The Four Roles of Inspection Data in a Smart Factory

Any successful deployment of a smart factory or Industry 4.0 strategy must start with the ability to interrogate processes automatically and in real time. Yes, connectivity is the foundation of the smart factory, but without real- time data that connectivity is worthless.

According to a recent case study with one of Koh Young’s customers, Matric Group, there’s no such thing as too much inspection. Their view is simple, you cannot have too much quality, too much efficiency, too high a first pass yield, or too few escapes, and therefore it follows you cannot have too much inspection, particularly when it is the right inspection.

The Factory Intelligence Value Chain

There is a simple value chain that is essential to smart factory success. It starts with wholesale connectivity of every machine and process on the shop floor and it ends with actionable intelligent data. In between, there are several key steps and factors that will ensure success. Whether you look at it from the bottom up or the top down, in essence “connected machines need to communicate reliable data that can be converted to intelligence that can be used to make decisions that improve performance, all in real time.”

As the industry leader in True3D™ measurement-based inspection solutions with a focus on SPI (solder paste inspection) and AOI (automatic optical inspection) in an SMT (surface mount technology) environment, we are acutely aware of what is needed to move along that value chain from connected machines, through reliable inspection data to manageable and actionable intelligence.

It all starts with exceptional data, and in terms of inspection that exceptional data is all about the measurement provided. This should never be underestimated. Any suggestion that any data will do, or that any data is better than no data, is fatally flawed. These mindsets are inconsistent with what the smart factory is all about. Decisions made using bad data are bad decisions – pure and simple!

The manufacturing process as it relates to PCBA (printed circuit board assembly) is easy to define and the opportunities to collect data are straightforward.

It all starts with a PCB (printed circuit board) entering the solder paste printer. This PCB should already have some inspection and test data associated with it, some optical and some functional. Once solder paste is printed on the PCB, it inspected using an SPI (solder paste inspection) machine. This is where we start using the data received to make intelligent instantaneous decisions to improve the performance of the printer using real-time feedback from the SPI.

Next up is the mounter, and again here an inspection process is occurring as the placement head captures images of the components placed, while collecting data on the component reels. Again, there is additional data with each reel of components or even each component that provides insight. This is yet another key part of the digital thread and the package of intelligent data available. These components might have been through a reel-to-reel or an x-ray inspection process to ensure they are “fit for purpose.”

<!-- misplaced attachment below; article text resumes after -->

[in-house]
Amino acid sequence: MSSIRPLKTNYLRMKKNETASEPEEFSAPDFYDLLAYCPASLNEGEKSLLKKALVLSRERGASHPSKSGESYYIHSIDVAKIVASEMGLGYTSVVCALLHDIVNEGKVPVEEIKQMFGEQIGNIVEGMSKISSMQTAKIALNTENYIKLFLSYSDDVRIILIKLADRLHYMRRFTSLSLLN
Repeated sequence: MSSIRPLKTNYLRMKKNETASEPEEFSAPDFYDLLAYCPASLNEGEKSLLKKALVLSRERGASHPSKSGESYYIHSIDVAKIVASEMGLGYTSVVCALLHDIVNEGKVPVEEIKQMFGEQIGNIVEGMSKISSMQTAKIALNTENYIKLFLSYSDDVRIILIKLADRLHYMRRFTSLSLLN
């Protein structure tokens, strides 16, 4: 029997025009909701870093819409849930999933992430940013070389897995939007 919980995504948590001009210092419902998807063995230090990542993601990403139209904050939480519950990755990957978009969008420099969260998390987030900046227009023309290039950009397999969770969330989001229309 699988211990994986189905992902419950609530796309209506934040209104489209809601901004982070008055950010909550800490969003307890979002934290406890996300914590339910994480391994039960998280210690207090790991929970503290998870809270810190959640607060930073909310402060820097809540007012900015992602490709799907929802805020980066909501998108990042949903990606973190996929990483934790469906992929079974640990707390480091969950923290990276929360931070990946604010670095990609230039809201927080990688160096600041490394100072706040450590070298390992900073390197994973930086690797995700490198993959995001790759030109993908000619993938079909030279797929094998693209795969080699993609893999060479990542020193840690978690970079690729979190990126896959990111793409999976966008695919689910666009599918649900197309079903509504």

After placement some manufacturers, like Matric, are now using pre-reflow AOI to provide an additional snapshot of the PCBA before the reflow process. The AOI can use this data to send real-time adjustments to the mounter, which can ensure quality and performance are continuously improved. Again, this data has immediate value, stopping any misaligned devices being soldered to the PCB, which causes more waste, increases costs, and creates invasive rework.

The PCB is then reflowed, and here profilers, oven sensors, and thermal image cameras collect data before the board exits the reflow oven. At this point, the PCB goes through a post-reflow AOI to inspect the assembled board looking for issues and collecting data related to component placement and solder joints.

Beyond the end of the SMT line there are other processes and other inspection processes, such as THT (through hole technology) assembly or pin insertion, as well as manual assembly and inspection processes, all contributing the available data and eventual intelligence associated with the PCBA and final product.

As outlined, there are many processes. Each of those processes with the associated inspection processes supplies critical data that can have an immediate impact as well as a value to the inspection data ecosystem.

The Four Roles of Inspection Data

  1. The data from inspection can be used locally and immediately, such as in the case of an SPI system supporting print process adjustments or a pre-reflow AOI providing mounter feedback to improve yield.
  2. Inspection is also gatekeeper that ensures any faulty PCBs do not continue down the line, which would increase costs, waste money, or worse, escape from the factory into the market with an inherent fault.
  3. Individual inspection, as well as holistic data, can isolate the root cause of a manufacturing issue and improve manufacturing performance such as first pass yield or line efficiency.
  4. Inspection data also forms a key part of the granular traceability data needed by many users and industries. This data is invaluable to isolate faulty batches and reduce the negative impact of a recall.

For many, the Industry 4.0 journey to a smart factory is well underway. They have invested in connectivity and are starting to use the inspection data they have. Getting even closer to the nirvana of Industry 4.0 will happen when that data is both holistic, connected, and complete. If we can get great data from every process, through inspection and otherwise, we can truly build a smart factory that relies on great data to make great decisions, all in real time.